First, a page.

Designing for Unschooled Users
Designing for Unschooled Users
Text-Free User Interfaces for Illiterate and Semi-Literate Users Indrani Medhi et al., International Conference on Information and Communication Technologies and Development, 2006. ICTD '06.
Optimal Audio-Visual Representations for Illiterate Users of Computers Indrani Medhi et al., WWW Conference 2007, pp 873-882.
Excerpts from Cognitive Development: Its Cultural and Social Foundations A.R. Luria, Harvard University Press, 1976.
Excerpts from The Psychology of Literacy Sylvia Scribner, Michael Cole, Harvard University Press, 1981.
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Simon Tan 05:16, 29 January 2009 (UTC)
The fact that semi-abstracted drawings are better than photorealistic pictures at conveying (at least) healthcare symptoms is something that the Hesperian Foundation, a non-profit publisher of healthcare materials, has known for quite some time. They have invested much effort in doing similar studies to discover the best way to present their information within the context of a book, and are worth looking into if you are interested in healthcare for the developing world.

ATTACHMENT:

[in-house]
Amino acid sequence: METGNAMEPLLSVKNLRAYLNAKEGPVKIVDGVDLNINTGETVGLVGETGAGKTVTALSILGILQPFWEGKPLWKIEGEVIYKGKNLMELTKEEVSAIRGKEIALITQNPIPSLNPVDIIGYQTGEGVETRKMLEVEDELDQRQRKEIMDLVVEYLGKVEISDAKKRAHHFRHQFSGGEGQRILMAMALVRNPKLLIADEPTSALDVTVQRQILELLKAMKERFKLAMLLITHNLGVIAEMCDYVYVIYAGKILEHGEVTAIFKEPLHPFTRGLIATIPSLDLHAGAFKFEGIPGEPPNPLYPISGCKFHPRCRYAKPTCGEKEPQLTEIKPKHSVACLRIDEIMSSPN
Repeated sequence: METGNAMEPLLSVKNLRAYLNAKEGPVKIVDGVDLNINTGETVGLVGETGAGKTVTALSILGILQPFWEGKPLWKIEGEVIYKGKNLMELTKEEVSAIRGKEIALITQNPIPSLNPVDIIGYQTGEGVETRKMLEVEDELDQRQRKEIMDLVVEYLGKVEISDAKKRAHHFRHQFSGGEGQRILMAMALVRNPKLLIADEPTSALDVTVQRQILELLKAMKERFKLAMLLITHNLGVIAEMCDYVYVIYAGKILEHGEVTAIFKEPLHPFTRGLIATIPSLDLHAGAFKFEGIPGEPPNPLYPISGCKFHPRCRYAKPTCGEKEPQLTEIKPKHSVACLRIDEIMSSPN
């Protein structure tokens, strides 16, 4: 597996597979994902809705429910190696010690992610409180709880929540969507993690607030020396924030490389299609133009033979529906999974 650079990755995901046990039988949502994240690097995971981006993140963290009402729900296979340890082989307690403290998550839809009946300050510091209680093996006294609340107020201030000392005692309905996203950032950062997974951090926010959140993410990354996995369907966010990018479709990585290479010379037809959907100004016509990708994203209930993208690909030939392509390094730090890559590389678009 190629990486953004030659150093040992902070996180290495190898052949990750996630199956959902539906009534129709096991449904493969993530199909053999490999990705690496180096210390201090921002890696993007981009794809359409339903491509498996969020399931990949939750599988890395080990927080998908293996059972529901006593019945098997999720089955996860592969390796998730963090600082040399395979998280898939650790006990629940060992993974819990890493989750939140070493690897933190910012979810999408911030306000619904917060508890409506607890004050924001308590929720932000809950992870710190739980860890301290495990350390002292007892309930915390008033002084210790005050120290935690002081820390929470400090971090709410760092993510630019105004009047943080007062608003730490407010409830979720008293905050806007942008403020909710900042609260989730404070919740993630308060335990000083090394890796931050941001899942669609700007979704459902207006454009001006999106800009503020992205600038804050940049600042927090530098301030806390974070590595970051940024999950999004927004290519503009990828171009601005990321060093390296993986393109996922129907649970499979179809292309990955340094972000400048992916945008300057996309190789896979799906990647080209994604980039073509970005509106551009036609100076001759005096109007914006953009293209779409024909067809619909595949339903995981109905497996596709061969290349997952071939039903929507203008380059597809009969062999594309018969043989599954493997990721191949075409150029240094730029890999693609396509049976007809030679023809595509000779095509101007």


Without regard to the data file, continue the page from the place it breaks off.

I was working on a way to convert their books into a multimodal experience with a "Digital Library" of sorts, and this paper is a perfect guide to doing so. It quantitively verifies that semi-abstracted static drawings + voice annotation is the best combination of presentation for illiterate users.